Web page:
A big butter and eggs man is a “small time big shot,” as Laurence Bergreen has it,[i] and the way Louis Armstrong sings it, the lyrics’ plea is even more obvious. Listen to "I want a big butter and eggs man"—it's at the end of this post.
“I’m your big butter and egg man, but I’m different honey, I’m from way down South…now listen, baby, I’ll buy you all the pretty things that you think you need, as long as I can keep this cornet up to my mouth. Oh, I’ll play you a little butter and cheese, and if you say please, I’ll even hit high C’s. Cause I’m your butter and egg man. Come here baby, kiss me! Big butter and egg man from way down in the South!”
Armstrong recorded "Big Butter and Eggs" in Chicago in November 1926 with his Hot Five, Louis on cornet and singing the vocal; Kid Ory, trombone; Johnny Dodd, clarinet; Johnny St. Cyr, banjo…and May Alix, vocal. It’s all that business with May Alix that slathers the butter on the eggs. Earl Hines’s recollection of the moment was that Louis was smitten by May and lost it every time he looked at her. ”He didn’t know whether to sit down, stand up, or what,” said Hines, observing from the piano, “but May got a kick out it and had fun with him, and whole house cracked up.” In subsequent performances, May tried her best to coax the lyrics out of him. She would sing out, “I want a butter-and-egg man” and wrap her arms around him, as he visibly melted, and “everybody in the band would get up and shout, ‘Hold it, Louis! Hold it’.”[ii]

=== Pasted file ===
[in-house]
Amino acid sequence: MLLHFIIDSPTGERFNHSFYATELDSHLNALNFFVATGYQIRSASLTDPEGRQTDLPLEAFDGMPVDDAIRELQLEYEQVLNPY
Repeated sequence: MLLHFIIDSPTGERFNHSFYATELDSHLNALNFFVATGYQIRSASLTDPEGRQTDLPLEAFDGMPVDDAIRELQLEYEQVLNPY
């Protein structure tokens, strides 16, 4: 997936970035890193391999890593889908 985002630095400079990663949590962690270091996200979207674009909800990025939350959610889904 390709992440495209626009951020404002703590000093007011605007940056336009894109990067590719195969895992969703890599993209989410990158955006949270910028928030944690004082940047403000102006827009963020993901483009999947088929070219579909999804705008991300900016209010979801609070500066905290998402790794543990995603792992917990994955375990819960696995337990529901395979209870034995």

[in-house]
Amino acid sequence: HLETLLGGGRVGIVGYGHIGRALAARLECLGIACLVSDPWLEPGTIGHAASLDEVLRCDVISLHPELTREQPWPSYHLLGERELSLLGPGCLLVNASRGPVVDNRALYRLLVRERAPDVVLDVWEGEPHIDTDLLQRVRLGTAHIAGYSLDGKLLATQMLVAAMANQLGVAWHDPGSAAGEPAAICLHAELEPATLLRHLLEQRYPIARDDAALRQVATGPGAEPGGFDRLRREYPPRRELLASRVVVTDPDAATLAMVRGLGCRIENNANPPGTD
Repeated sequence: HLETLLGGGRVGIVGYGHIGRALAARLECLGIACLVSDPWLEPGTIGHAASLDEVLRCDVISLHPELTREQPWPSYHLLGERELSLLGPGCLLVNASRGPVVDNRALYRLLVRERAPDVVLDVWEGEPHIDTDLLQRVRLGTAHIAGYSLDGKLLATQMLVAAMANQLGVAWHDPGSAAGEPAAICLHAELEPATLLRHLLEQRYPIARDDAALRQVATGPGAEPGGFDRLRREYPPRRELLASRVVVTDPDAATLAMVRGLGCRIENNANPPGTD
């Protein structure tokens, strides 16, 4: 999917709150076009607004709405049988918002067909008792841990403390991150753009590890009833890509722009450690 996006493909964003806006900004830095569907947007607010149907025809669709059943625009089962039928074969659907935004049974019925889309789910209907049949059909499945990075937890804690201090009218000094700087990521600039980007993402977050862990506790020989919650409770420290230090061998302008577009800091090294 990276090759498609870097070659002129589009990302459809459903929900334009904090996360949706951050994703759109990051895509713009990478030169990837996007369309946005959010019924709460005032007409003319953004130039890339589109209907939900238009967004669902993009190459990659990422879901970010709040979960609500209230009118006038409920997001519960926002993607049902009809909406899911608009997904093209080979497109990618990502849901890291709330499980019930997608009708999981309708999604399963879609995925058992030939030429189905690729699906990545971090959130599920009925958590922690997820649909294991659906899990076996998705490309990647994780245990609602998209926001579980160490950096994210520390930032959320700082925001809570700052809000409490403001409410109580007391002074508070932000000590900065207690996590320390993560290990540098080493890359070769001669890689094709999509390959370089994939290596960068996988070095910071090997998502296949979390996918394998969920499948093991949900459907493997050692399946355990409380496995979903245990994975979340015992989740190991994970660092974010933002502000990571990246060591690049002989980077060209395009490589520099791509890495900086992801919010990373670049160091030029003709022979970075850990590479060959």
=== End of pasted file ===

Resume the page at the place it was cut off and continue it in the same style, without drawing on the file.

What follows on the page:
Now I’m in one of those sticking places….sources conflict on the pianist on this recording. It would have to be Hines if this story is “true,” but Dan Morgenstern’s liner notes for Portrait of the Artist as a Young Man, name Lil Hardin as the pianist. Louis and Lil’s marriage had hit the skids but she might be playing piano with The Hot Five on this recording. I keep telling myself all the nitty gritty fact checking isn’t essential, but when I hit discrepancies in sources, I’d like to know. One way or the other, I can’t leave out the May Alix story.